Wanted by Europe: US arms-control initiative

The West German government would like to see an American initiative very soon at the Euromissile arms-control talks in Geneva, according to a high official here.

The official said this desire had been conveyed to the United States government before the re-election of conservative Chancellor Helmut Kohl on March 6. He added it would be conveyed again in all bilateral foreign ministry, defense ministry, and executive-level contacts in the next few weeks.

He indicated the strong West German interest in an American initiative is shared not only by France, but also by Britain and Italy, the other allies scheduled to begin deployments of 572 new NATO missiles by the end of this year.

In the absence of any prior arms-control agreement, the missiles are to be stationed in Europe over the next five years in reply to the new Soviet threat of some 340 SS-20s (with some 670 warheads targeted on Europe).

The West German official also expressed the hope that the decisive election victory of the staunch pro-American Kohl not be misinterpreted by Americans as giving NATO a green light to deploy the new Euromissiles without vigorous accompanying arms-control efforts.

He expected a long, hot summer of potentially violent antinuclear demonstrations in this country prior to the December deployments. He thought, however, that visible American efforts for arms control in the next 10 months could help minimize the impact of these demonstrations on West German public opinion.

The official warmly welcomed President Reagan's indication of US flexibility in the Feb. 22 American Legion speech. In that speech, Mr. Reagan said the current US negotiating position in Geneva is no take-it-or-leave-it offer.

That was just the right signal, the West German thought, for a period prior to the Bonn election - when Moscow would still be awaiting the outcome of that election and therefore would not respond to any more concrete compromise offer from Washington.

With the election past, the official continued, the time has come for the next step to be usefully taken. This would mean authorizing US negotiator Paul Nitze not only to explore any Soviet compromise offers, but also to explore any possibilities of compromise whatsoever.

The optimal timing for this next move, the official believed, would be the remaining months before the Geneva talks break off for their summer recess.

That way, the West could take the arms-control initiative before Moscow does - and the West German conservatives could take the initiative before the Social Democrats do.

''The earlier we start, the easier it will be'' to affect public opinion, he suggested.

Such a compromise arms-control move would require thorough prior consultation by the allies - which would require a very intensive next several weeks to reach an agreed position in time to present it at Geneva this spring.

Key players in these consultations will be West German Defense Minister Manfred Worner and US Defense Secretary Caspar Weinberger. They will be seeing each other next at the NATO nuclear planning group meeting in Brussels March 21.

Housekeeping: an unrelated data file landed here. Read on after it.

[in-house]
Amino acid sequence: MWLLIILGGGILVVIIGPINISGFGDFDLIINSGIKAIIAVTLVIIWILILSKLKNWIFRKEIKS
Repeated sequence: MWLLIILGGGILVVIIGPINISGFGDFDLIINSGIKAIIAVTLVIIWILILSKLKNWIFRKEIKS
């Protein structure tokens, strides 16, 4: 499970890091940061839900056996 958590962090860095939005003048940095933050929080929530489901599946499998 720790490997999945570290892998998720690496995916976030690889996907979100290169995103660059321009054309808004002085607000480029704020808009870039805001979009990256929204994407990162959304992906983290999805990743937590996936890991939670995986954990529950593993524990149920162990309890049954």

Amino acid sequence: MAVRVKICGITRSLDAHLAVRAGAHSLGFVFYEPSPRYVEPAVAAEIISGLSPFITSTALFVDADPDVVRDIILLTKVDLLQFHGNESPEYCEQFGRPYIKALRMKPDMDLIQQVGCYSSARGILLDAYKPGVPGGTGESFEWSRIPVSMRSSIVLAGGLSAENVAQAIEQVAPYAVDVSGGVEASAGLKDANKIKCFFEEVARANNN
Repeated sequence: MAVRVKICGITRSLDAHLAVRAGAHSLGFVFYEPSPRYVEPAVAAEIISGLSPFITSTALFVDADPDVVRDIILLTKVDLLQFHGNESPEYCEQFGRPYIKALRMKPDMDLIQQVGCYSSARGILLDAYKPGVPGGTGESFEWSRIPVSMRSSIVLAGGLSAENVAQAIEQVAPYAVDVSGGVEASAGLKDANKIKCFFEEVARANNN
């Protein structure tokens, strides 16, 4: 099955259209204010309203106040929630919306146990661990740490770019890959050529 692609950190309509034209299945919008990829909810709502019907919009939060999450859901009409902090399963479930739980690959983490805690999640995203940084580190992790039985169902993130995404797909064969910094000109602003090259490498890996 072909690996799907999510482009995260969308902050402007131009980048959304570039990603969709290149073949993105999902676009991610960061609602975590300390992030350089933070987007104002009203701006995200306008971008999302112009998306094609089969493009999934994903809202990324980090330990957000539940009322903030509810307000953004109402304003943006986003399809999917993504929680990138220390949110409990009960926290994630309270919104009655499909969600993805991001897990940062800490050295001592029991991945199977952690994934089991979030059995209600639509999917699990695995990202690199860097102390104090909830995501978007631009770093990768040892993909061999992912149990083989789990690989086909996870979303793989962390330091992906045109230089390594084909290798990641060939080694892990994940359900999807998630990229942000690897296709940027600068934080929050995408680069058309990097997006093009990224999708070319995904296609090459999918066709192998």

In Washington, the Pentagon has been the chief proponent of holding fast to its ''zero-option'' proposal. It speculates that Moscow would reject it and full NATO missile deployments would then proceed. The zero option would require the Soviet Union to dismantle all its SS-20s in return for no new NATO deployments.

The hope here is that Mr. Worner - who has the full confidence of the Pentagon in a way his Social Democratic predecessor Hans Apel never did - can persuade Mr. Weinberger of the urgent need for vigorous US arms-control efforts.

Such efforts are needed to maintain public support for NATO policy in West Germany and Europe.

They could disprove the accusation of the peace movement and the Green party MPs (now sitting in the Bundestag for the first time) that the Reagan administration is interested only in a weapons buildup and not in arms control. So far this thesis has had a strong impact on northern European public opinion.

Attempts by Bonn's previous Social Democratic government to put similar arguments to Washington generated American suspicion that Bonn was trying to wriggle out of agreed NATO deployments and was flirting with neutralism between East and West.

Moreover, personal relations between Weinberger and Apel were so bad that their shouting matches at NATO meetings were an embarrassment to other participants.

In opposition, the Social Democrats are now generally expected to veer leftward on the missile issue and call for a ''moratorium'' on deployments of new Euromissiles. In effect, this would be a unilateral waiver, since the Soviet Union has almost completed the SS-20 stationing program that the 1983-88 NATO deployments are planned to counter.

The West German government hopes that Moscow will be sufficiently impressed by Kohl's landslide election victory over the Social Democrats (and the Greens) to decide the Western antinuclear movement stands no chance of blocking the new NATO missiles - and that the only way to reduce their number is to make reciprocal deep cuts in SS-20s.

If this happens, and if the arms-control scenario develops along the lines sketched here, there might be a role for a Kohl visit to Moscow this year.

The thinking in Bonn, however, is that a Moscow visit - which would be the first by any Western head of government since the declaration of martial law in Poland in 1981 - would be useful only if it clearly contributed to an arms-control agreement.

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